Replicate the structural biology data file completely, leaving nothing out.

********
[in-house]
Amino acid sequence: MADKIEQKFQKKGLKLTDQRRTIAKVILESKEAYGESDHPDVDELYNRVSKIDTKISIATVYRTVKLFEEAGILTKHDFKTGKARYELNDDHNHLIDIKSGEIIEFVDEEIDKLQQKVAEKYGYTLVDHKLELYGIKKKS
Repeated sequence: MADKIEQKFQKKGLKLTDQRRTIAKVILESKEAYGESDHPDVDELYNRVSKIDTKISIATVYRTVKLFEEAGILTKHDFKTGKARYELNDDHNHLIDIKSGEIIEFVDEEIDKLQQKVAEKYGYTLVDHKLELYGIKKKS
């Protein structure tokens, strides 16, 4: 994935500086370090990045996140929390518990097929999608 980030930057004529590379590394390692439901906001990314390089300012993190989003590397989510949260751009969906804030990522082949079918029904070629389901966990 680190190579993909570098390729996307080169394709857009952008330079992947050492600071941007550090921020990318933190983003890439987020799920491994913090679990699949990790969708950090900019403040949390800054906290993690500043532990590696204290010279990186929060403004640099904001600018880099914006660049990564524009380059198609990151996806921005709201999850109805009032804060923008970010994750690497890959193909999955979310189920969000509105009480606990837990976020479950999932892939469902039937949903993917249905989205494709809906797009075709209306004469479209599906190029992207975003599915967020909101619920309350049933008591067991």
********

[in-house]
Amino acid sequence: MADKIEQKFQKKGLKLTDQRRTIAKVILESKEAYGESDHPDVDELYNRVSKIDTKISIATVYRTVKLFEEAGILTKHDFKTGKARYELNDDHNHLIDIKSGEIIEFVDEEIDKLQQKVAEKYGYTLVDHKLELYGIKKKS
Repeated sequence: MADKIEQKFQKKGLKLTDQRRTIAKVILESKEAYGESDHPDVDELYNRVSKIDTKISIATVYRTVKLFEEAGILTKHDFKTGKARYELNDDHNHLIDIKSGEIIEFVDEEIDKLQQKVAEKYGYTLVDHKLELYGIKKKS
């Protein structure tokens, strides 16, 4: 994935500086370090990045996140929390518990097929999608 980030930057004529590379590394390692439901906001990314390089300012993190989003590397989510949260751009969906804030990522082949079918029904070629389901966990 680190190579993909570098390729996307080169394709857009952008330079992947050492600071941007550090921020990318933190983003890439987020799920491994913090679990699949990790969708950090900019403040949390800054906290993690500043532990590696204290010279990186929060403004640099904001600018880099914006660049990564524009380059198609990151996806921005709201999850109805009032804060923008970010994750690497890959193909999955979310189920969000509105009480606990837990976020479950999932892939469902039937949903993917249905989205494709809906797009075709209306004469479209599906190029992207975003599915967020909101619920309350049933008591067991």